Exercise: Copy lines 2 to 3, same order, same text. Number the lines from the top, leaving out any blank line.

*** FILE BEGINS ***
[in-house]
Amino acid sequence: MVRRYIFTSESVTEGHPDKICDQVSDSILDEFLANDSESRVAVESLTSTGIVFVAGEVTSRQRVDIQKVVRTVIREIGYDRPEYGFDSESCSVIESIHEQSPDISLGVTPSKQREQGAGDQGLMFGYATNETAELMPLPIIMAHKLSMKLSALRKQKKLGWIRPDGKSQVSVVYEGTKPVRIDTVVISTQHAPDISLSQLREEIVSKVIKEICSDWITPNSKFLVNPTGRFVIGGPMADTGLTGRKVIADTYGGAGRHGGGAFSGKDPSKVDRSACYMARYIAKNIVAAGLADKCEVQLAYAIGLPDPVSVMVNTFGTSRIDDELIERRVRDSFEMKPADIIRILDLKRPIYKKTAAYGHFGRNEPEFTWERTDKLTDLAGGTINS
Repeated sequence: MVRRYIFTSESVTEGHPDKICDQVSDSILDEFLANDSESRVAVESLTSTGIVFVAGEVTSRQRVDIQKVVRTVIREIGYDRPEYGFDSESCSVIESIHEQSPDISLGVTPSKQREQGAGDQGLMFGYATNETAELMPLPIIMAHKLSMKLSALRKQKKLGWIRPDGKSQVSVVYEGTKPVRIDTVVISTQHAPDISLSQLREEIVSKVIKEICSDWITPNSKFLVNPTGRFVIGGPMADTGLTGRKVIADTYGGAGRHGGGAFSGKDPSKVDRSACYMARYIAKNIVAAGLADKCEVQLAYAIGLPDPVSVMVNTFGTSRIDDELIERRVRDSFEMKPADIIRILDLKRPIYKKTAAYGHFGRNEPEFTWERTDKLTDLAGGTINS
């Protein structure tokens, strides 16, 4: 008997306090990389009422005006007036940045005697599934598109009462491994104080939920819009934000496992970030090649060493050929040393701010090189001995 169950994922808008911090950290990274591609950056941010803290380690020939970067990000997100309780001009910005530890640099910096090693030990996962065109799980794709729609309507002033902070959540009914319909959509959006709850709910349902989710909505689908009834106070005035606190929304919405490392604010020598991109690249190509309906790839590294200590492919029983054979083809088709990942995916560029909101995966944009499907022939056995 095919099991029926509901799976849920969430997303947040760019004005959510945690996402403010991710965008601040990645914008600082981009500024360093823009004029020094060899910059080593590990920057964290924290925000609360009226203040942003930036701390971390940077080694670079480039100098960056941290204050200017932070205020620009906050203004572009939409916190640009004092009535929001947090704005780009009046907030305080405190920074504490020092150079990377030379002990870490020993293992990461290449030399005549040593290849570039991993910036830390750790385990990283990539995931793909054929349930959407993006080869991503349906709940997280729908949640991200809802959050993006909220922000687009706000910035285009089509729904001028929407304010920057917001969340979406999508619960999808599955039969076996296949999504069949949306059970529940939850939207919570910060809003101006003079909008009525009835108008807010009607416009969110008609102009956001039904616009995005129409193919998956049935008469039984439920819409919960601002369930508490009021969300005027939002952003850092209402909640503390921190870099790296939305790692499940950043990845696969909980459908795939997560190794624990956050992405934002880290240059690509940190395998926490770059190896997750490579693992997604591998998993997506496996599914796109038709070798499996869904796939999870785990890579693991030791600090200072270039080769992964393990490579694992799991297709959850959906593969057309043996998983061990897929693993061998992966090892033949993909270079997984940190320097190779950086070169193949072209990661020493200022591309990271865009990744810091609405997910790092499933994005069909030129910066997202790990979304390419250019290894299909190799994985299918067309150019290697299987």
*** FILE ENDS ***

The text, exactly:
Amino acid sequence: MVRRYIFTSESVTEGHPDKICDQVSDSILDEFLANDSESRVAVESLTSTGIVFVAGEVTSRQRVDIQKVVRTVIREIGYDRPEYGFDSESCSVIESIHEQSPDISLGVTPSKQREQGAGDQGLMFGYATNETAELMPLPIIMAHKLSMKLSALRKQKKLGWIRPDGKSQVSVVYEGTKPVRIDTVVISTQHAPDISLSQLREEIVSKVIKEICSDWITPNSKFLVNPTGRFVIGGPMADTGLTGRKVIADTYGGAGRHGGGAFSGKDPSKVDRSACYMARYIAKNIVAAGLADKCEVQLAYAIGLPDPVSVMVNTFGTSRIDDELIERRVRDSFEMKPADIIRILDLKRPIYKKTAAYGHFGRNEPEFTWERTDKLTDLAGGTINS
Repeated sequence: MVRRYIFTSESVTEGHPDKICDQVSDSILDEFLANDSESRVAVESLTSTGIVFVAGEVTSRQRVDIQKVVRTVIREIGYDRPEYGFDSESCSVIESIHEQSPDISLGVTPSKQREQGAGDQGLMFGYATNETAELMPLPIIMAHKLSMKLSALRKQKKLGWIRPDGKSQVSVVYEGTKPVRIDTVVISTQHAPDISLSQLREEIVSKVIKEICSDWITPNSKFLVNPTGRFVIGGPMADTGLTGRKVIADTYGGAGRHGGGAFSGKDPSKVDRSACYMARYIAKNIVAAGLADKCEVQLAYAIGLPDPVSVMVNTFGTSRIDDELIERRVRDSFEMKPADIIRILDLKRPIYKKTAAYGHFGRNEPEFTWERTDKLTDLAGGTINS